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What are the responsibilities of a court appointed guardian?

In New Jersey, a guardian of the person is an individual appointed by the court to make decisions and act on behalf of a person who cannot make decisions independently. A guardian of the person has certain responsibilities over the protected person.

First, a guardian of the person is responsible for advocating for the independence of the protected person. If possible, any decisions should be discussed with the protected person, whose input should be considered. If the protect person cannot communicate their preferences or if their choices would be harmful to them, the guardian of the person should make decisions that they feel are in the best interests of the protected person.

The guardian of the person also has to arrange for any health, education and welfare services the protected person needs. They will also have to provide the protected person with appropriate activities and social opportunities. In addition, they must visit the protected person at least once every three months.

They are also responsible for making medical decisions on behalf of the protected person. When doing so, they should consider the conditions that make the medical treatment necessary, any risks and benefits of other alternatives, if there are any less restrictive alternatives, how much time there is to take action, what the incapacitated person would have wanted and any other opinions if helpful.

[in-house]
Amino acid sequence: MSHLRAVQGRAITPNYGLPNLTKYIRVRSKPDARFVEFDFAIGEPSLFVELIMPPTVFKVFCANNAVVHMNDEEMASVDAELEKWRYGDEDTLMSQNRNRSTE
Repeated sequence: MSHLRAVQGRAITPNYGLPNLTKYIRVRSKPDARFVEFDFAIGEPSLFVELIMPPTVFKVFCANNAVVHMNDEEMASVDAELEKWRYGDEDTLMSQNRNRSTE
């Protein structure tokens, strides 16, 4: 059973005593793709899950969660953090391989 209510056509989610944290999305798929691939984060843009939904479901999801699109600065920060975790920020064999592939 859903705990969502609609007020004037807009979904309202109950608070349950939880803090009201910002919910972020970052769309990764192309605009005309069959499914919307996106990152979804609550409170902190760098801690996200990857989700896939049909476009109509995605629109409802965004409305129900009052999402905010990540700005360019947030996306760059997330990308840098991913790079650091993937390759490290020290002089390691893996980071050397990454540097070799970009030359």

A guardian of the person may have to file periodic reports as to the well-being of the protected person. They will also have to inform the Surrogate if there are many major changes in the protected person's health or welfare. They will also have to notify the Surrogate if their address or the protected person's address changes. Finally, they will have to inform the Surrogate when the protected person dies.

Because guardianship removes a person's fundamental right to make his or her own decisions, it should be viewed as a last resort. For this reason, it may be in a person's best interests to execute a power of attorney while they are still healthy and competent. In a power of attorney, the individual names who they want to make decisions on their behalf, rather than leaving the decision in the hands of the court. However, whether it is through guardianship or a power of attorney, when a person becomes incapacitated it is important that any decisions made on their behalf are in their best interests.

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